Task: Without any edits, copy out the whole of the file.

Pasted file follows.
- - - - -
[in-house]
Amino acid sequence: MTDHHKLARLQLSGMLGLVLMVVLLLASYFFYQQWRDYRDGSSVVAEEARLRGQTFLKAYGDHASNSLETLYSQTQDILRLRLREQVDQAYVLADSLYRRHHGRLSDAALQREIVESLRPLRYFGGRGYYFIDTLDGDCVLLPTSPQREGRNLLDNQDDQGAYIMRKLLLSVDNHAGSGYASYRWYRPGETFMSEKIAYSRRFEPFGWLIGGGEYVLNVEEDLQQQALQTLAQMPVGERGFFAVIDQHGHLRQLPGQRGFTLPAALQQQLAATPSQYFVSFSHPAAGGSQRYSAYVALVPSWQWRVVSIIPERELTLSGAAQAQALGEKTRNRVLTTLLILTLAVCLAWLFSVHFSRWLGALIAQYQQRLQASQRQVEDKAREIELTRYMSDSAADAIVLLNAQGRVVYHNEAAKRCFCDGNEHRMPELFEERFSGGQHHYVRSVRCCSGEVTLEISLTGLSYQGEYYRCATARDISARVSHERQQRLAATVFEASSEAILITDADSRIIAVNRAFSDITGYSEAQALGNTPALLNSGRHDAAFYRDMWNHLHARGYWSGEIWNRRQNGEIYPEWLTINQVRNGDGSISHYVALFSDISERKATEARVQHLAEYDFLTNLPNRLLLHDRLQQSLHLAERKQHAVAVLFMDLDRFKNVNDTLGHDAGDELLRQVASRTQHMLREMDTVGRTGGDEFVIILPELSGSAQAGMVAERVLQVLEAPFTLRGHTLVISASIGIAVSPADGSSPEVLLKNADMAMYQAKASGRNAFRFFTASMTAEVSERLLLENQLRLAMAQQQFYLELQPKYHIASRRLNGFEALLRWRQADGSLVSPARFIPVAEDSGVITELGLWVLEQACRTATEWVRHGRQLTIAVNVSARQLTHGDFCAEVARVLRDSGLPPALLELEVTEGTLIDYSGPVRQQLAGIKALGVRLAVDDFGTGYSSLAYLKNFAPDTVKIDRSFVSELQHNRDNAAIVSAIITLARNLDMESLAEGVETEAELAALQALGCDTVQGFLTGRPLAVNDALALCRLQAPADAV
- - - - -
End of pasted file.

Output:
[in-house]
Amino acid sequence: MTDHHKLARLQLSGMLGLVLMVVLLLASYFFYQQWRDYRDGSSVVAEEARLRGQTFLKAYGDHASNSLETLYSQTQDILRLRLREQVDQAYVLADSLYRRHHGRLSDAALQREIVESLRPLRYFGGRGYYFIDTLDGDCVLLPTSPQREGRNLLDNQDDQGAYIMRKLLLSVDNHAGSGYASYRWYRPGETFMSEKIAYSRRFEPFGWLIGGGEYVLNVEEDLQQQALQTLAQMPVGERGFFAVIDQHGHLRQLPGQRGFTLPAALQQQLAATPSQYFVSFSHPAAGGSQRYSAYVALVPSWQWRVVSIIPERELTLSGAAQAQALGEKTRNRVLTTLLILTLAVCLAWLFSVHFSRWLGALIAQYQQRLQASQRQVEDKAREIELTRYMSDSAADAIVLLNAQGRVVYHNEAAKRCFCDGNEHRMPELFEERFSGGQHHYVRSVRCCSGEVTLEISLTGLSYQGEYYRCATARDISARVSHERQQRLAATVFEASSEAILITDADSRIIAVNRAFSDITGYSEAQALGNTPALLNSGRHDAAFYRDMWNHLHARGYWSGEIWNRRQNGEIYPEWLTINQVRNGDGSISHYVALFSDISERKATEARVQHLAEYDFLTNLPNRLLLHDRLQQSLHLAERKQHAVAVLFMDLDRFKNVNDTLGHDAGDELLRQVASRTQHMLREMDTVGRTGGDEFVIILPELSGSAQAGMVAERVLQVLEAPFTLRGHTLVISASIGIAVSPADGSSPEVLLKNADMAMYQAKASGRNAFRFFTASMTAEVSERLLLENQLRLAMAQQQFYLELQPKYHIASRRLNGFEALLRWRQADGSLVSPARFIPVAEDSGVITELGLWVLEQACRTATEWVRHGRQLTIAVNVSARQLTHGDFCAEVARVLRDSGLPPALLELEVTEGTLIDYSGPVRQQLAGIKALGVRLAVDDFGTGYSSLAYLKNFAPDTVKIDRSFVSELQHNRDNAAIVSAIITLARNLDMESLAEGVETEAELAALQALGCDTVQGFLTGRPLAVNDALALCRLQAPADAV